> TEOTWAWKI Blog: Vigilant Gear Titanium Entry Card

12/13/12

Vigilant Gear Titanium Entry Card


I've had a set of the original Bogota Entry Tools for a couple years now, and have been well pleased with them. The design of the picks, the material and the smooth finish help them excel at the job--they glide right into the lock and give you the angles that you need to pop open a lock. I'm a mediocre lock picker in general, but I'm much better with the Bogotas.

When Vigilant Gear offered to let me try out the Entry Card - a credit card sized piece of titanium with cut out lock picks featuring the excellent Bogota pick designs, I was excited at the chance.



The entry card is credit card sized, designed to ride in your wallet until you need it. Fits perfectly in my wallet's credit card slots. Put it in one of the rearward slots and it looks like any metallic-tint credit/debit card.

The Entry Card's tools are cut out (laser?) of the titanium, with only two small tabs of metal keep each in place. If you need to use the picks, you just snap them out and you're ready to go.


The Entry Card's tools consist of a torsion wrench, Bogota Single, Bogota Double, Bogota Triple, Bogota Sabana and a Short Hook. Multiple picks give you a variety of options to work with on different kinds of locks - a full set of lock picks can run into the dozens of picks, but these designs should give you enough versatility to pick most any lock you're likely to face.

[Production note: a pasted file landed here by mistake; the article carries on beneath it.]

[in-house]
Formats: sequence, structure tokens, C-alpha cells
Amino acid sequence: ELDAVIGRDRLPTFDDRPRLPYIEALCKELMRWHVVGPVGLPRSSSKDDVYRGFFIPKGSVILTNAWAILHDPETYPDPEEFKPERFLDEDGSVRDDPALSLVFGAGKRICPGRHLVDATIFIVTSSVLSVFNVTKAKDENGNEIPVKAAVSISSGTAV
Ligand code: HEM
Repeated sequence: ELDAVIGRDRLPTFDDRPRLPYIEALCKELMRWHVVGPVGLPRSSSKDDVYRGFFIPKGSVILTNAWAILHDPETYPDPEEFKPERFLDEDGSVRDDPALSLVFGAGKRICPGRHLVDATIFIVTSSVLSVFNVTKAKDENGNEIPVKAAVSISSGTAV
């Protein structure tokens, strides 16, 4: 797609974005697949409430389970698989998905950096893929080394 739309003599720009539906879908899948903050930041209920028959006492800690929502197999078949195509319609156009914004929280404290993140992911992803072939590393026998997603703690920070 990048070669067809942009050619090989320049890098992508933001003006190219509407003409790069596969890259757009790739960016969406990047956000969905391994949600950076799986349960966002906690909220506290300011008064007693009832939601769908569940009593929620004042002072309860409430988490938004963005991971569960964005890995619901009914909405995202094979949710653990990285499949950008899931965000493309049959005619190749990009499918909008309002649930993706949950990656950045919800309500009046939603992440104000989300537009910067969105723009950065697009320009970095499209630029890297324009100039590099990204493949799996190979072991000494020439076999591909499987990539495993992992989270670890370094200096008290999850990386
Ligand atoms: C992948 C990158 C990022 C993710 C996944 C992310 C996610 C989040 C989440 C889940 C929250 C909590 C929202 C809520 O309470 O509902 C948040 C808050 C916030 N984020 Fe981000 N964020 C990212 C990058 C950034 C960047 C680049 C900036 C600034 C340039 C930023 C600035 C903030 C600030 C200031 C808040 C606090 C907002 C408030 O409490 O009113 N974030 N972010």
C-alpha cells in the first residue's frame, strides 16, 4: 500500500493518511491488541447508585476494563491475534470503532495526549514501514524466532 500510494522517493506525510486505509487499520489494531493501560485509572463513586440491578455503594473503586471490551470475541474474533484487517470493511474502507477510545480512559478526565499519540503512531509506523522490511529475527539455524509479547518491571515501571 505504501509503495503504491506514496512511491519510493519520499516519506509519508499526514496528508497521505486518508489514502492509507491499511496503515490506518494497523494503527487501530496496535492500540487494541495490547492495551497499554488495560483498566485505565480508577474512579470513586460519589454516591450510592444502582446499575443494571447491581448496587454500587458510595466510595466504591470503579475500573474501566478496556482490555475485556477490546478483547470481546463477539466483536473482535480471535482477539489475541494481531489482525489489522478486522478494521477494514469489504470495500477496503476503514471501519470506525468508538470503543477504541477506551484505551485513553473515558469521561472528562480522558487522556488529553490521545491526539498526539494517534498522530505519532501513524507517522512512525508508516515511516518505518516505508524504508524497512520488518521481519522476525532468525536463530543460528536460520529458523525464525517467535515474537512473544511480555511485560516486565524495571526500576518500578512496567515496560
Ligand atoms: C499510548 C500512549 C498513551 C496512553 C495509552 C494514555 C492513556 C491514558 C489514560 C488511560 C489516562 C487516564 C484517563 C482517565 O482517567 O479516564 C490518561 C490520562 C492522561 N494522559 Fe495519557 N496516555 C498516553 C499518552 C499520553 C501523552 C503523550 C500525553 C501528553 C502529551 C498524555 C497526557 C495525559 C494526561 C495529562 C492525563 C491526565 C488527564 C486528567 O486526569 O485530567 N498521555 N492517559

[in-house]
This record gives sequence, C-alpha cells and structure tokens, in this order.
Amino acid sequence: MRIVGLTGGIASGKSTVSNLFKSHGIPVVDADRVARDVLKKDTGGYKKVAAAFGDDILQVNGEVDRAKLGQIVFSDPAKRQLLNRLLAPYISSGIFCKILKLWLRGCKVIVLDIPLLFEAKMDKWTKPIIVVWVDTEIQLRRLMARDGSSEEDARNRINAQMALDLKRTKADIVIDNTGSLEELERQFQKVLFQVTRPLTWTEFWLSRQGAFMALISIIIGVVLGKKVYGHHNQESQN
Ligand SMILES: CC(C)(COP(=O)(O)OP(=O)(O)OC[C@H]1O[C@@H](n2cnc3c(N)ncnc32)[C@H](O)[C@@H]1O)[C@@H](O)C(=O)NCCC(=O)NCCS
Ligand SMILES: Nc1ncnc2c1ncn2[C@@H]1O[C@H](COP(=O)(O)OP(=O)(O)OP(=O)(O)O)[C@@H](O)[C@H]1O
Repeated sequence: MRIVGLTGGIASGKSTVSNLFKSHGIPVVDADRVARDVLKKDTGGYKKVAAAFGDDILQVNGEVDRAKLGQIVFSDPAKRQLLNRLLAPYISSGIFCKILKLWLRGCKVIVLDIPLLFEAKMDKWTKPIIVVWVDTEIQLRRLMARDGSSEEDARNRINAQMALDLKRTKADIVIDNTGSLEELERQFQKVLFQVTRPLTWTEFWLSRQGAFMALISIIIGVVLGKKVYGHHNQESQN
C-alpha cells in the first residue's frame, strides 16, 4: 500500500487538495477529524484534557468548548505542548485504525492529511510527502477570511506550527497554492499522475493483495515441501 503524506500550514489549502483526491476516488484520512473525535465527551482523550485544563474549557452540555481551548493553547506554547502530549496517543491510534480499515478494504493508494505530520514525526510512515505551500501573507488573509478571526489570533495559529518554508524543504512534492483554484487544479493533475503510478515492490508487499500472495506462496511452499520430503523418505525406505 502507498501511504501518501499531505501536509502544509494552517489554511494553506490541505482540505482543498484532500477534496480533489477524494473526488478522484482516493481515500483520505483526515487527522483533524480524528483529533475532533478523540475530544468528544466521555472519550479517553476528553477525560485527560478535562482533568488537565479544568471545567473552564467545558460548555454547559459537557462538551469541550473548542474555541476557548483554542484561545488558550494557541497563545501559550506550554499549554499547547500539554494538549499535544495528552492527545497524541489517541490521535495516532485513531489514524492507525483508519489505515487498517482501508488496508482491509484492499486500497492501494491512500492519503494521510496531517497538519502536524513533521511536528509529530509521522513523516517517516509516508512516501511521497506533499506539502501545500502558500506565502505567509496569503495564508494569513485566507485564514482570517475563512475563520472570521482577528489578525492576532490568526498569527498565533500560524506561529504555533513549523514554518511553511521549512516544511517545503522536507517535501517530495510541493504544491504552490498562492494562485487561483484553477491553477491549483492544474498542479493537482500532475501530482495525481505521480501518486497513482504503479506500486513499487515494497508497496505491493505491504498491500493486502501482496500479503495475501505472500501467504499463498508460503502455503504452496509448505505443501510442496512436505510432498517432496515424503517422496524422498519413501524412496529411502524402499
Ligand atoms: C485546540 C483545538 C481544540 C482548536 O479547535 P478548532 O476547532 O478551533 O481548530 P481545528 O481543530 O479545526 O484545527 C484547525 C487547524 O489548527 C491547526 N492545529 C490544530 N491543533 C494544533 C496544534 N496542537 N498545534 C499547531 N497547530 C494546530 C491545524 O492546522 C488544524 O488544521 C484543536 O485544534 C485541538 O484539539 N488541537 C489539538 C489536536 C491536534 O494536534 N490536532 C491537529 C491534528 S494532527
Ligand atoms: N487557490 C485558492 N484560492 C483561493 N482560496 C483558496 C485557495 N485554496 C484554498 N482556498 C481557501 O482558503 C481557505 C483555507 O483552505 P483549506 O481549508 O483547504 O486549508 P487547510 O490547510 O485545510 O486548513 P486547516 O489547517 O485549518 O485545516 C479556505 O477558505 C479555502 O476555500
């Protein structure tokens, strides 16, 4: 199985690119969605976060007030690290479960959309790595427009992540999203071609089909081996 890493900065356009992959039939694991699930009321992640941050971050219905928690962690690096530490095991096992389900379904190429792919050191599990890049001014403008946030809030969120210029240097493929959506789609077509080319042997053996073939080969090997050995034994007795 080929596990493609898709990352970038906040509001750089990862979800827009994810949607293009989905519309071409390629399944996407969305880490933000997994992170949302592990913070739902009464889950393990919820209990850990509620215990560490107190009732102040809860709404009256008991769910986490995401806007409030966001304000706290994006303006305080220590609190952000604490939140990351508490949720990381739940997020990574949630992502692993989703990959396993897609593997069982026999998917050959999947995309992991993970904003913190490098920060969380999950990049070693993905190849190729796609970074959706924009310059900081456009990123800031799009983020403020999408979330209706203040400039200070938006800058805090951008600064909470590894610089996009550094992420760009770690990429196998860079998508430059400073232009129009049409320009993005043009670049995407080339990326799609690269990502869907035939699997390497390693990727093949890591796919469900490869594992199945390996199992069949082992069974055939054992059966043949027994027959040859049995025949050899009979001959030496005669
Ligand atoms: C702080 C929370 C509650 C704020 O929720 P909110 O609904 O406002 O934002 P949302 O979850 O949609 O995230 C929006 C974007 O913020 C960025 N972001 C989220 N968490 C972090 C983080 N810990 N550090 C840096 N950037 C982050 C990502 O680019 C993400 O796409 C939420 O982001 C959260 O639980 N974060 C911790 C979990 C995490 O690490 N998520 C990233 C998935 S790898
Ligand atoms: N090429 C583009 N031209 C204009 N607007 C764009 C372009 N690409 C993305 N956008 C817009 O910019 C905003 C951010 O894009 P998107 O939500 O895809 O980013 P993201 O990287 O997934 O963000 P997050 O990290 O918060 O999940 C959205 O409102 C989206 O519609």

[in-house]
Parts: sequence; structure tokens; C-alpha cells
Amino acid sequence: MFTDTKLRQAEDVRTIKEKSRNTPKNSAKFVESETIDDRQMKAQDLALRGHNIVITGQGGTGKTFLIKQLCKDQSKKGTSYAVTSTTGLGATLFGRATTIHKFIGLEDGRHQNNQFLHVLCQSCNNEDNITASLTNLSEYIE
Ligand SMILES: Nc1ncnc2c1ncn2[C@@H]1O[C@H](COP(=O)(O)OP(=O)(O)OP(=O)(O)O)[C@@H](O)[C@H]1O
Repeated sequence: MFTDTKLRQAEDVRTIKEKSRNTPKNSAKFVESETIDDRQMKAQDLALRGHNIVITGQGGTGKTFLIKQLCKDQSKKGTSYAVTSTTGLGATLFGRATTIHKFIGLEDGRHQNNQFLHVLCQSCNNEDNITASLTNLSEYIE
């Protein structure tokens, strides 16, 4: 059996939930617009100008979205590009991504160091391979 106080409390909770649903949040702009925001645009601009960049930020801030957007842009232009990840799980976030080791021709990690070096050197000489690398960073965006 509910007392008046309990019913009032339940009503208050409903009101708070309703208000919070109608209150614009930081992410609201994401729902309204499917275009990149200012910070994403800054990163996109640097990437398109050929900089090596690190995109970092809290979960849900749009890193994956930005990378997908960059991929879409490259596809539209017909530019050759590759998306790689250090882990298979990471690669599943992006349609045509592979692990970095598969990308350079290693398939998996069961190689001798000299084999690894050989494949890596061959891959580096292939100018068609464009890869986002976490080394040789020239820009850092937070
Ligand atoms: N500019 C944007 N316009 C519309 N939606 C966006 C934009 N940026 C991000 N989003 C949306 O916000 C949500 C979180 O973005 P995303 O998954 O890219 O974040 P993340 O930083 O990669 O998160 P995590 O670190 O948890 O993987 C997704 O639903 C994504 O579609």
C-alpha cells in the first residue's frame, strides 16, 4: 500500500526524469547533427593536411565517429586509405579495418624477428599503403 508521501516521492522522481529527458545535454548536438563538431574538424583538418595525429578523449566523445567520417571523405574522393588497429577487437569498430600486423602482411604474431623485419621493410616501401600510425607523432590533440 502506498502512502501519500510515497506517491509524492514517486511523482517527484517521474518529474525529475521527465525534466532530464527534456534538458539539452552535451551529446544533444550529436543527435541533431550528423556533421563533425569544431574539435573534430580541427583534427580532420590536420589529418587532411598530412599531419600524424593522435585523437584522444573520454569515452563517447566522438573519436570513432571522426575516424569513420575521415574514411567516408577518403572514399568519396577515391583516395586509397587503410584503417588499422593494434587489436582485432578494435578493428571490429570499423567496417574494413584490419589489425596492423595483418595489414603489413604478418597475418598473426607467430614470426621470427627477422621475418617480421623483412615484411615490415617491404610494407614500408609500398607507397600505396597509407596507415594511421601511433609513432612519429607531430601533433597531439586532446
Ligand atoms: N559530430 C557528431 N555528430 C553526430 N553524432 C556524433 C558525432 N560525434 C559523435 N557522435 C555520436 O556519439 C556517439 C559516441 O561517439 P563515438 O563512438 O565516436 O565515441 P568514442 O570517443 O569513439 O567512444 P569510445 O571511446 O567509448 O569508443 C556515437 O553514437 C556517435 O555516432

Before I held the Entry Card in hand, I was worried that the picks might be a bit flimsy, with potential for snapping in half while trying to separate them from the card. That's not the case at all - the material is thick and sturdy, with a little bit of spring to it. They snap out of the card without trouble.

The Entry Card also comes with a Tyvek sleeve to carry it in - some added concealment and a bit of protection from the unfinished edges.


Due to limitations of the design, the Entry Card's tools don't have the smooth finish and edges of the original Bogotas. Because of this, they don't move inside a lock as easily. The Entry Card's tools are also slightly thicker - and inside a lock, thicker is not better. That doesn't mean that they don't work, but they don't work as well or handle as easily as the originals. The finish differences between the original Bogotas and the Entry Card are unavoidable--you can't finish the edges until the tools have been popped out of the card.

An original Bogota tool on the bottom, and an Entry Card tool on the top. Hard to see, but the edges on the
original Bogota are rounded and polished, which helps in picking.
The titanium used has a bit more give to it than my stainless steel original Bogotas. I think the Entry Card's tools would be more likely to break than the original, regular picks, but they are still quite sturdy and certainly tougher than many picks I've seen. Lock picking is largely about finesse anyways, so you should always be aware of how much tension you're putting on the tools. Pay attention and you shouldn't have problems.

While they might not have the polish and refinement of the original Bogota picks, the Entry Card's tools will certainly do the job (if you're up to it). After a bit of practice, I was able to open up my practice locks without too much trouble - the Entry Card typically took a little bit longer, but the end result was the same. They're not just a gimmick - they're pretty solid picks.